The Bishop's Insight
From inscriptions on an English tombstone.
When I was young and free and my imagination had no limits. I dreamed of changing the world.
As I grew older and wiser, I discovered the world would not change.
So I shortened my sights somewhat and decided to change only my country.
But it too seemed immovable.
As I grew into my twilight years, in one last desperate attempt I settled for changing only my family, those closest to me.
But alas, they would have none of it.
And now as I lay on my deathbed, I suddenly realize:
If I had only changed myself first.
Then, by example I would have changed my family.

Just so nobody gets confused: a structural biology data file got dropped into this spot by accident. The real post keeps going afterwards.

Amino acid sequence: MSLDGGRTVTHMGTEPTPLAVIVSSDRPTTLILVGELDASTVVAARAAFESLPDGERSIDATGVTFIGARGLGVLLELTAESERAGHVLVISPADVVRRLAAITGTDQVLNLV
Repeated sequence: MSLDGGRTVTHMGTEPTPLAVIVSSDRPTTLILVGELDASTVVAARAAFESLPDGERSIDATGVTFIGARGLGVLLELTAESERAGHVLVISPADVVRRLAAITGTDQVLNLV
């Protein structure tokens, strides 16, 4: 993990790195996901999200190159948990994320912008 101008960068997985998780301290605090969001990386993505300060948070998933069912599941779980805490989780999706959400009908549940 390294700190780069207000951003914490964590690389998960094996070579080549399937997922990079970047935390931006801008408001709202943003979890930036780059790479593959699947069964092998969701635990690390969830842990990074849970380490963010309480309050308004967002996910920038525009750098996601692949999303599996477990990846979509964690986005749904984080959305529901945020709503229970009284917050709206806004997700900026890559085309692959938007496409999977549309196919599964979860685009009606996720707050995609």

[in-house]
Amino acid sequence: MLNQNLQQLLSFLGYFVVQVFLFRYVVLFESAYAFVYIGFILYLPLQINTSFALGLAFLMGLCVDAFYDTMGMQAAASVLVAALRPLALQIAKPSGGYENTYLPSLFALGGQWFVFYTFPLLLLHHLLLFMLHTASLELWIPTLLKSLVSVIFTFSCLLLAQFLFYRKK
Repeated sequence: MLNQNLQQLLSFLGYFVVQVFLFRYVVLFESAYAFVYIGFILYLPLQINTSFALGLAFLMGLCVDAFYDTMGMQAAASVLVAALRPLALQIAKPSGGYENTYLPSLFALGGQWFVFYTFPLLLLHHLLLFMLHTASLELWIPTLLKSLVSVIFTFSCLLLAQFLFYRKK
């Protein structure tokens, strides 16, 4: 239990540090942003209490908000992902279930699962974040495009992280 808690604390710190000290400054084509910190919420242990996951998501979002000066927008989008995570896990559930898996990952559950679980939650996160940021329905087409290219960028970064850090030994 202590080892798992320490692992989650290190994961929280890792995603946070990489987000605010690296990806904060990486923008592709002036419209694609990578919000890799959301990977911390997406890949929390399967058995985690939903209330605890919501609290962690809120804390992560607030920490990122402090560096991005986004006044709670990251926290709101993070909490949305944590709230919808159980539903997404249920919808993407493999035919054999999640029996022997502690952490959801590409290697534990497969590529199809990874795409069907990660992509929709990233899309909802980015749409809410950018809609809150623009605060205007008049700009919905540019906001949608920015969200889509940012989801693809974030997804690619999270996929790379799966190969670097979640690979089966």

From their inspiration and encouragement, I would then have been able to better my country.
And who knows, I may even have changed the world.
“Some things are in your control while others are not.”
That's the Stoic observation from Epictetus that opened The Encheiridion.
Stoics stressed the importance of knowing that difference. It means that you won't waste your time and energy trying to change the behaviour of others—because it's not up to you anyway. It means that you'll focus on what's really in your control—your own conduct.
A very similar spirit is captured in the Christian Serenity Prayer:
God, grant me the serenity to accept the things I cannot change,
Courage to change the things I can,
And wisdom to know the difference.
Written by US theologian Reinhold Niebuhr (1892–1971).